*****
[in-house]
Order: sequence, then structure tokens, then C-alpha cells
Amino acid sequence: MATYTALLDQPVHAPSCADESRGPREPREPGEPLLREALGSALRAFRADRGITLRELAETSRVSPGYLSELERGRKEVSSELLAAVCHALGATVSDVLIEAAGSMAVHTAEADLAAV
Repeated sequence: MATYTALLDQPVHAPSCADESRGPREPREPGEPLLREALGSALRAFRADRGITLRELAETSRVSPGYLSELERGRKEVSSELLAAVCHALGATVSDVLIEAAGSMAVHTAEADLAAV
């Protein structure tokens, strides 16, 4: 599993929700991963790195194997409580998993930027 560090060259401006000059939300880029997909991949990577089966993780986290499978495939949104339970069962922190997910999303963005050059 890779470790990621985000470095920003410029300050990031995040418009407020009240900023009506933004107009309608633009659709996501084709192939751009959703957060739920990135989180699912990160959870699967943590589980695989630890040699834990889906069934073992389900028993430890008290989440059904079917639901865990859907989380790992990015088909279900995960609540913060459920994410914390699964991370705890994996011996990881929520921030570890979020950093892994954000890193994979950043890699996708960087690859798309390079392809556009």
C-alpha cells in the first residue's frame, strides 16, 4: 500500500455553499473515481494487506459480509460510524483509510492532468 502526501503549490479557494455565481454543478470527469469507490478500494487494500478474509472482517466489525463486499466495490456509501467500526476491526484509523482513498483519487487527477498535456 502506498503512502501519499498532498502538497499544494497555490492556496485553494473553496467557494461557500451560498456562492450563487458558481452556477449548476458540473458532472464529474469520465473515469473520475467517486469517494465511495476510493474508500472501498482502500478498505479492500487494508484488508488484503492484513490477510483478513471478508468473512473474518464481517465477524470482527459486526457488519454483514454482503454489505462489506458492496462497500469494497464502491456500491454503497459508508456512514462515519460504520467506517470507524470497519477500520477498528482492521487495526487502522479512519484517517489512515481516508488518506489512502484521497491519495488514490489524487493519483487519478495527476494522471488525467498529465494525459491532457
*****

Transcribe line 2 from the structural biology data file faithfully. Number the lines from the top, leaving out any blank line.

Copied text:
Order: sequence, then structure tokens, then C-alpha cells